Defendants argued that the electronic compilation did not infringe the plaintiffs’ copyrights because it was a privileged revision of a collective work as provided in Section 201(c) of the Copyright Act. The district court agreed with the defendants and granted summary judgment in their favor. The Second Circuit affirmed.

Section 101 of the Copyright Act defines a collective work as a “work, such as a periodical, issue, anthology, or encyclopedia in which a number of contributions, constituting separate and independent works in themselves, are assembled into a collective whole.”

An obvious example of a collective work is any magazine. The photographers that take the photos appearing in the magazine and the authors that pen the articles may own the copyrights in those individual works, but all the elements combined together give rise to a new work based on the way in which the elements are selected or arranged. The publisher of the magazine can own the copyright in the way the elements are selected or arranged, i.e., the collective work, while the copyrights in the individual works making up the magazine remain with the photographers and authors.

Section 201(c) of the Copyright Act sets forth how an owner of a copyright in a collective work may use the individual works. “[T]he owner of copyright in the collective work is presumed to have acquired only the privilege of reproducing and distributing [a] contribution as part of that particular collective work, any revision of that collective work, and any later collective work in the same series.”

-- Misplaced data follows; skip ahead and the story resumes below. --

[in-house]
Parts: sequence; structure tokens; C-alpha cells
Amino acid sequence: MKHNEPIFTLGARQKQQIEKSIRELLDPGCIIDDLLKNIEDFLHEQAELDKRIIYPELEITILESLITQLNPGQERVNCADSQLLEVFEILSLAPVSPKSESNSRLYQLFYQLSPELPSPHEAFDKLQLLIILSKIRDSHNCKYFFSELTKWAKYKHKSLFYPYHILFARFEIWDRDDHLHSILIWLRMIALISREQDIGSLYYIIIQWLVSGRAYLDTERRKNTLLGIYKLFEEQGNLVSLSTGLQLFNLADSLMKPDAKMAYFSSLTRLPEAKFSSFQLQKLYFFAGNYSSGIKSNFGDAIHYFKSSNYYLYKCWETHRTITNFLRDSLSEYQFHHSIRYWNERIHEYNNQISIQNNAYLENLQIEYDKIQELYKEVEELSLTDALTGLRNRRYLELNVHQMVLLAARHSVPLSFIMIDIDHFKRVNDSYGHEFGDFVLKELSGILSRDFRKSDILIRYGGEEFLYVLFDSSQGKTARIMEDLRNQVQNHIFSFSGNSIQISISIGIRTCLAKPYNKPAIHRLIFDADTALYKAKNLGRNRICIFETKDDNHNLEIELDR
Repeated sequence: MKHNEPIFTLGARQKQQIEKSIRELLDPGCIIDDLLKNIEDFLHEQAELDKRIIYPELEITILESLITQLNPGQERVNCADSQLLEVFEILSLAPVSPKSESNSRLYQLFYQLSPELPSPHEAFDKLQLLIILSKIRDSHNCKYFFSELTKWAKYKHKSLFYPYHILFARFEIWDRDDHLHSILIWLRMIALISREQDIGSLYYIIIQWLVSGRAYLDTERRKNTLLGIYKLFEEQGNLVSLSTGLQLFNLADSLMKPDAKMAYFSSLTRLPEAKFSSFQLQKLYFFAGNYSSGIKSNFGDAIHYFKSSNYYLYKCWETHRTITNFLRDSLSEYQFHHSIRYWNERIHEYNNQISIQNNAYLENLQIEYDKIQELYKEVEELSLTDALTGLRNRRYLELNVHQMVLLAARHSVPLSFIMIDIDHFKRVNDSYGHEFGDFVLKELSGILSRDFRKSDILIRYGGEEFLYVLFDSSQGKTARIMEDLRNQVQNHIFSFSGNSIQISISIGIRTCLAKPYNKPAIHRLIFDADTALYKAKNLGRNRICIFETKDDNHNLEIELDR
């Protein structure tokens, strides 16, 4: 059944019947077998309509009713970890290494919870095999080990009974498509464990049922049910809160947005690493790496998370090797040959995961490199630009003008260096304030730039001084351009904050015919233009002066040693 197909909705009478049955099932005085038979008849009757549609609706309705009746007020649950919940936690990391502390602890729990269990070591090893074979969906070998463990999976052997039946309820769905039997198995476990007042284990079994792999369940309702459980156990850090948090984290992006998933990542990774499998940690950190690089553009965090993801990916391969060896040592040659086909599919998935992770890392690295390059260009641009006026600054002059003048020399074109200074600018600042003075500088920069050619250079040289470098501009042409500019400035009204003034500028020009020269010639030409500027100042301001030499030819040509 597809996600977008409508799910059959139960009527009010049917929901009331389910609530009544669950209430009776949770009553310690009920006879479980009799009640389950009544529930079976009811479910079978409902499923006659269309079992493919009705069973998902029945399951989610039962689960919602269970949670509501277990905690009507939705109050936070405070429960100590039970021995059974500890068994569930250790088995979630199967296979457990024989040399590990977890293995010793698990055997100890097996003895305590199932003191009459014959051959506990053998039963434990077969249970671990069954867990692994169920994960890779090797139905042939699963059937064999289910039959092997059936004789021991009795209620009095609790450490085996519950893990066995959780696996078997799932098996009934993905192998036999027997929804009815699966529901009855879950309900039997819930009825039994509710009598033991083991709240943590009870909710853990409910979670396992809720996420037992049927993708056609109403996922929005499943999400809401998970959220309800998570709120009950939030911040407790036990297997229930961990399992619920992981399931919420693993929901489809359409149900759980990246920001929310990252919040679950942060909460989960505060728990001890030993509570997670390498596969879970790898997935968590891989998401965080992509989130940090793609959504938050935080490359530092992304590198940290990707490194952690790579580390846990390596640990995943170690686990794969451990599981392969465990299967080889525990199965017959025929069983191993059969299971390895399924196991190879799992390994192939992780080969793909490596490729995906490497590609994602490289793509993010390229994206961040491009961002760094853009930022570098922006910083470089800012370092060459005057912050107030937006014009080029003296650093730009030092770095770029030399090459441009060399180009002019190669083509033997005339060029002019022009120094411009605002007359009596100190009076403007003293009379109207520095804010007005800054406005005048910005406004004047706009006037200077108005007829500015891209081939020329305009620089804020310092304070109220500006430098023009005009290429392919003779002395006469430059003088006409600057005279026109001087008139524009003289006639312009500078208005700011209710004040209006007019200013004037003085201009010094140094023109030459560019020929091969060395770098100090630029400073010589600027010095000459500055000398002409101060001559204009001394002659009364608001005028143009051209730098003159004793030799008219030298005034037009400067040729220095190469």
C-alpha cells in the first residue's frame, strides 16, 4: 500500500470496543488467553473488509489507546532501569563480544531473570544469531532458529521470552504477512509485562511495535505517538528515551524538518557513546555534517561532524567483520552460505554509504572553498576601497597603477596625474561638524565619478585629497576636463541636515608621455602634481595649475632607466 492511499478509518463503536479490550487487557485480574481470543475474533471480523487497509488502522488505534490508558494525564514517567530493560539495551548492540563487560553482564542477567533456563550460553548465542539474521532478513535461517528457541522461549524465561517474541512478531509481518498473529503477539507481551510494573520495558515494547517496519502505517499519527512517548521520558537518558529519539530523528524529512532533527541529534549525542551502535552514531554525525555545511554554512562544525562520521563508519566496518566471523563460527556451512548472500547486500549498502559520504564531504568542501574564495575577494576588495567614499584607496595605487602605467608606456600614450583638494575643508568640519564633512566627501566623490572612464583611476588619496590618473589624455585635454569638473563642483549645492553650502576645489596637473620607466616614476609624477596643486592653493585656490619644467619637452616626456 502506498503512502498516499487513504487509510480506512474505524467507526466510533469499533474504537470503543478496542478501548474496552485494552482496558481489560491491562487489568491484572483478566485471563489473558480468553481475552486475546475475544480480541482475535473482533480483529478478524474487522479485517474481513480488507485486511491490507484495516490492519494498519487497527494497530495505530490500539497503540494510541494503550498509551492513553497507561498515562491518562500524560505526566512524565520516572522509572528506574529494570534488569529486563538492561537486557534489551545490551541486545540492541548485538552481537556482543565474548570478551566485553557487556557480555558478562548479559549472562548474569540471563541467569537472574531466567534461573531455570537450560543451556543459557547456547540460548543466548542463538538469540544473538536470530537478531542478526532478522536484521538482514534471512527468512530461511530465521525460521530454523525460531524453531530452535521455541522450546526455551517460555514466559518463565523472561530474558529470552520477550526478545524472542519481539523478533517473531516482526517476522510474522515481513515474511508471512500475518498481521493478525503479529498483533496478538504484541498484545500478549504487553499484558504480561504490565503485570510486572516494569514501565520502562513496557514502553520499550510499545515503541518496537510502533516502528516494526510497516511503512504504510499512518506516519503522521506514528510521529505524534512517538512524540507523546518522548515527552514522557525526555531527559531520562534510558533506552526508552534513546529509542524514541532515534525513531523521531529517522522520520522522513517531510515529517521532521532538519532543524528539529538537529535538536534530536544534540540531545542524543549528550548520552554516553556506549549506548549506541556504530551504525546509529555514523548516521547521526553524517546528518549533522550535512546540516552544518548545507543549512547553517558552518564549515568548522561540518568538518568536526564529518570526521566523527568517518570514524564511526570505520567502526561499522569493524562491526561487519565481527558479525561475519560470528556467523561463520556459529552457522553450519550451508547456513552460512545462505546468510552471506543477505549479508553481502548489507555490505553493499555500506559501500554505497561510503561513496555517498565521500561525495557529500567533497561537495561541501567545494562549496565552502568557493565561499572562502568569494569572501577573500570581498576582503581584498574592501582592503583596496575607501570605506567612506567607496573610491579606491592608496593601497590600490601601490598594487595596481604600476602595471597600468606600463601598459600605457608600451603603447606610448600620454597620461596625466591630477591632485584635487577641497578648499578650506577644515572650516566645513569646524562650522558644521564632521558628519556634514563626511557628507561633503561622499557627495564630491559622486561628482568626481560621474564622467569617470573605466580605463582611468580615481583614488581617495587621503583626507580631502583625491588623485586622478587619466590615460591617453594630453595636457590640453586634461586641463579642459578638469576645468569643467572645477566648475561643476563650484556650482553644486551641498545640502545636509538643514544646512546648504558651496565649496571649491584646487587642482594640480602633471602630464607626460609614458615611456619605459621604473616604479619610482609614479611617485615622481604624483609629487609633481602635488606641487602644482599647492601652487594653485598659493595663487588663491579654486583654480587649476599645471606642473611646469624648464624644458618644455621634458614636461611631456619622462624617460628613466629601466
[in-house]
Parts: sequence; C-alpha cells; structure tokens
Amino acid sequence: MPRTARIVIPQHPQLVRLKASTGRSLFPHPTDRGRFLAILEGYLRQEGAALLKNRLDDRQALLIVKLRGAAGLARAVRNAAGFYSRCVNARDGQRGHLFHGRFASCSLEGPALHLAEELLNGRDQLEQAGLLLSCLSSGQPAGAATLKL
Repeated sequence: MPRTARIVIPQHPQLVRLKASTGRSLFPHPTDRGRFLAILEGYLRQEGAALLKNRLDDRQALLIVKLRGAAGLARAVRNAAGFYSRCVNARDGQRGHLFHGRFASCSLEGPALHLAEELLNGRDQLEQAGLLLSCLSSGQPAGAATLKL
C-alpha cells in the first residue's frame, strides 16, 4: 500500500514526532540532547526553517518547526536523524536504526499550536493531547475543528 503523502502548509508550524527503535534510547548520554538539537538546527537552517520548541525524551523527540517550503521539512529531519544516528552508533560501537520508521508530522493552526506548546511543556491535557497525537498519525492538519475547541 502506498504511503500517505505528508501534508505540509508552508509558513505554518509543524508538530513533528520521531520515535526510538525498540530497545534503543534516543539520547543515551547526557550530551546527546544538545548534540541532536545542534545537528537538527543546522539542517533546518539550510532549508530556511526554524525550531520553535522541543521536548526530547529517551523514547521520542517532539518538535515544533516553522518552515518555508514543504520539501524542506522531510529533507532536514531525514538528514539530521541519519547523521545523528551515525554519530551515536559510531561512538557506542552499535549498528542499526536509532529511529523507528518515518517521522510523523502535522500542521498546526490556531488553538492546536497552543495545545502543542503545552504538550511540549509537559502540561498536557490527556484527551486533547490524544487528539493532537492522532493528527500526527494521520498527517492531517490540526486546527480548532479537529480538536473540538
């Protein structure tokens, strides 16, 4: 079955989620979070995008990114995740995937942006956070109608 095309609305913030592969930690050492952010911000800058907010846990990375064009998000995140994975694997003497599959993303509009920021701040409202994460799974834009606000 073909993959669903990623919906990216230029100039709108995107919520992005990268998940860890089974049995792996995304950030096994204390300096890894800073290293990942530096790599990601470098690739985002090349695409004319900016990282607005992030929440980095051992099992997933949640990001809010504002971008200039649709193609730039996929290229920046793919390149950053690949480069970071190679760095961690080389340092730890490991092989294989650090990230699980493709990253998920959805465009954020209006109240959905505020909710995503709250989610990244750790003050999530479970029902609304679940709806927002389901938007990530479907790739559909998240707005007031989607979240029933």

In this case, the court employed the test set forth in the Supreme Court case of New York Times v. Tasini, 533 U.S. 483 (2001) to determine that the replication of the pages of the National Geographic magazine was acceptable under Section 201(c) of the Act, and thus did not give rise to copyright infringement. The Tasini case required an analysis of how the individual photos and articles were “presented to, and perceptible by” users of the electronic versions. Because the entire works were merely scanned as they appeared in the original print versions, the original context of the magazines was “omnipresent” in the electronic compilation. The court held that the electronic compilation was simply a new version of the magazine, and therefore privileged under Section 201(c) of the act.

Faulkner v. Mindscape Inc., — F.3d —-, 2005 WL 503652 (2d Cir., March 4, 2005).